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4 years ago from Raffaello Sanzio, "Designers Should Code" Activist

  • Marc EdwardsMarc Edwards, 4 years ago

    You can definitely consider each pixel to be three little lights. There’s many subpixel patterns used in displays, so they’re not all red, green and blue elements alongside each other.

    LCD displays (branded as IPS, TN and “LED” for related tech) have a white backlight with filters to block the light, so each pixel doesn’t generate light, it blocks the light behind it. OLED is closer to your description, where each element produces light (organic light emitting diode).

    There’s many reasons why there’s differences between displays. Maybe the best way to explain it is with light bulbs. If you bought lots of different kinds of white light bulbs, they’d all look a bit different. This would be especially true if you the bulbs were based on different tech — LED, compact fluorescent, tungsten. They’d have different maximum brightnesses, some would be more orange, some would be bluer. And, if you attached them to a dimmer, they would have different characteristics as you changed the dimmer’s position.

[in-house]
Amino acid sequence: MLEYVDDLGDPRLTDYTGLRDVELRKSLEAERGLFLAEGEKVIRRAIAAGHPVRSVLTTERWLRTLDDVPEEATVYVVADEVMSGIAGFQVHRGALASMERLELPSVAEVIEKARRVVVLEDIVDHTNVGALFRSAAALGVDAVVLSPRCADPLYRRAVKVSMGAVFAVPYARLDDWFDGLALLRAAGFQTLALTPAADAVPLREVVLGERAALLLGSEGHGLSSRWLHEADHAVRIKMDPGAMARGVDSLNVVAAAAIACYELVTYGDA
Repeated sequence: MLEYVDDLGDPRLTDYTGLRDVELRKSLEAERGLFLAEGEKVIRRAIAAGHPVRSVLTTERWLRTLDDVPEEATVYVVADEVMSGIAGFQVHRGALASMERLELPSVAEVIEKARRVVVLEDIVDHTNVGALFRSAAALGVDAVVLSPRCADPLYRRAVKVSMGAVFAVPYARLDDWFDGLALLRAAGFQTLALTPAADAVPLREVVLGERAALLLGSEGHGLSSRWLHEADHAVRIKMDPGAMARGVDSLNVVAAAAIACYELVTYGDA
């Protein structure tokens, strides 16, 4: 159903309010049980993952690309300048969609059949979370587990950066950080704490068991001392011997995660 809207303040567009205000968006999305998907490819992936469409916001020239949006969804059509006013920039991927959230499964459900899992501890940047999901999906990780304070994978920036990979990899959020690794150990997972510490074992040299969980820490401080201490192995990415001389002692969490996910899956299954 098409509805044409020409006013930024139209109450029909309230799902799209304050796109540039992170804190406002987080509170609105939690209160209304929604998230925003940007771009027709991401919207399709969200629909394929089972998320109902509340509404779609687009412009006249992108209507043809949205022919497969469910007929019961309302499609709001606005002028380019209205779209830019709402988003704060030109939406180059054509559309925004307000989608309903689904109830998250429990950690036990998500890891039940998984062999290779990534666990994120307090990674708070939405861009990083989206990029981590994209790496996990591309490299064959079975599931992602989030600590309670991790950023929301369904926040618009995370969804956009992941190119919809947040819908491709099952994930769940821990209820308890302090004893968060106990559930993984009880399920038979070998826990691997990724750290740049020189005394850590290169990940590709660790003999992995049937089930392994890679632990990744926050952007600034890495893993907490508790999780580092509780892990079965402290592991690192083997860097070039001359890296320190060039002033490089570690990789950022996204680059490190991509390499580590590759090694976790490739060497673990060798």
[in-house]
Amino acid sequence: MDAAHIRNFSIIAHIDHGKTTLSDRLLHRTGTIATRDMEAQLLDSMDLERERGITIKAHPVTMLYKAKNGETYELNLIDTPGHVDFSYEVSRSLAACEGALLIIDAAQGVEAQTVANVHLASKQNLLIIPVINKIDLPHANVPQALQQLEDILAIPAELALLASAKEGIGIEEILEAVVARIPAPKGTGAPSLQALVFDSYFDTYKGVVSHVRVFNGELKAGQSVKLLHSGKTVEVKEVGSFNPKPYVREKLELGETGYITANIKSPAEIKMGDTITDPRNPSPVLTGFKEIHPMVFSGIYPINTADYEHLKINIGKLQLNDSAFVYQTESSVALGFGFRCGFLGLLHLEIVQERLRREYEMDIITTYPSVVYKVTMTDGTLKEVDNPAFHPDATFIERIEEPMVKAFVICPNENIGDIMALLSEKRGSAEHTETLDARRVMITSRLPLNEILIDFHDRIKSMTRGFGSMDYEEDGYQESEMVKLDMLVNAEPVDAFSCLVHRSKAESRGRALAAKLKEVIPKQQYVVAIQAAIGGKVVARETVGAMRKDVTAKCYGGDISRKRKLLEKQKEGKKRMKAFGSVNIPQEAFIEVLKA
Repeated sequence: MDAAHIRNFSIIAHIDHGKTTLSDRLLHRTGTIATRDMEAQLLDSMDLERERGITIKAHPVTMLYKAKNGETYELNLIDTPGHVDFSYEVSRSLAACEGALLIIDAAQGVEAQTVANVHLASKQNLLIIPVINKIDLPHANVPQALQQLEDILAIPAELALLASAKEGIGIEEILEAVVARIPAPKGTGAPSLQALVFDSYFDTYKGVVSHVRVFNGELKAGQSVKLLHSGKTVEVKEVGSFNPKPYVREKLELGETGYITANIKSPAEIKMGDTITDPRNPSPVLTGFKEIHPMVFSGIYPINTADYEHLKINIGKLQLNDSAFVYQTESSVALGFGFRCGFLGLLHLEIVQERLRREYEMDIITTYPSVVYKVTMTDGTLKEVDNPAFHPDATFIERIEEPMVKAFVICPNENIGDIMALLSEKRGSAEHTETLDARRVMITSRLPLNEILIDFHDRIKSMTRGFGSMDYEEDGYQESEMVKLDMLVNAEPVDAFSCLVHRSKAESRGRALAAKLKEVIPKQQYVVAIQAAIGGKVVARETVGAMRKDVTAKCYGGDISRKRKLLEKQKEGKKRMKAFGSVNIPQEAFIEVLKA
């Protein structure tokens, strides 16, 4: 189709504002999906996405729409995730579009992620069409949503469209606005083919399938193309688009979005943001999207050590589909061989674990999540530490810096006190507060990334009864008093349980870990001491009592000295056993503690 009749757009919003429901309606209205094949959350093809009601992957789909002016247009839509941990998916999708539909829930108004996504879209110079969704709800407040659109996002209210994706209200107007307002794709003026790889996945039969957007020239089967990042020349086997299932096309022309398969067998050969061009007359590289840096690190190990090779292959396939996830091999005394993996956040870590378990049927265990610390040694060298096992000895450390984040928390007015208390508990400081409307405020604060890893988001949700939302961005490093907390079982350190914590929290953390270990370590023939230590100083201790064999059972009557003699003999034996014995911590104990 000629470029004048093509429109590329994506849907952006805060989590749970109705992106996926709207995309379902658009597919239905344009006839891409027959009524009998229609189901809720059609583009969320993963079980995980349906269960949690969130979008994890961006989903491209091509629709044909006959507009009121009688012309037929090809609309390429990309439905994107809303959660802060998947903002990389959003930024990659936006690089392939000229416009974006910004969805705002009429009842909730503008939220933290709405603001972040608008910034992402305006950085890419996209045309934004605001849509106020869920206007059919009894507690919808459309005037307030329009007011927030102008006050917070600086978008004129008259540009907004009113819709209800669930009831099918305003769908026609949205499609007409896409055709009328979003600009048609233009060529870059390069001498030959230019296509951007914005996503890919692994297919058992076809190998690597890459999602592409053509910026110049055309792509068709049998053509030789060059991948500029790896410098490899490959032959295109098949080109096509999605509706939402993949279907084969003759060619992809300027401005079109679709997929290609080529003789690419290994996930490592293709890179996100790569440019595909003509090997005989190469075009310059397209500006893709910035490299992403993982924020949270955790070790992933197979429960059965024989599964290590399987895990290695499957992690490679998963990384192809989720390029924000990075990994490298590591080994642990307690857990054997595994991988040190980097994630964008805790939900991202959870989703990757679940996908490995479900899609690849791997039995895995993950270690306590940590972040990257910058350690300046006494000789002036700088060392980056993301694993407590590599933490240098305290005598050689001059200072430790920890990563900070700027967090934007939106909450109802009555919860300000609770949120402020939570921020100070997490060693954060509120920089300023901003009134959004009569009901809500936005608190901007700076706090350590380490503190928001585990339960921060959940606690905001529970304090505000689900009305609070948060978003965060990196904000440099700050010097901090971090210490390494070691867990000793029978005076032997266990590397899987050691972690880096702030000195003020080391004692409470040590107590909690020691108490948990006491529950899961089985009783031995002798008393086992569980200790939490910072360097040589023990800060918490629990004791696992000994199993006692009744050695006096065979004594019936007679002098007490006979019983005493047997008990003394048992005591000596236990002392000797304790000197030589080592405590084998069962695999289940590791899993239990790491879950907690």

That’s not a perfect analogy, but should help demonstrate that different displays have different abilities.

    Colour management is an attempt to get the same actual colour to appear across many displays, despite the differences in the displays.

    1 point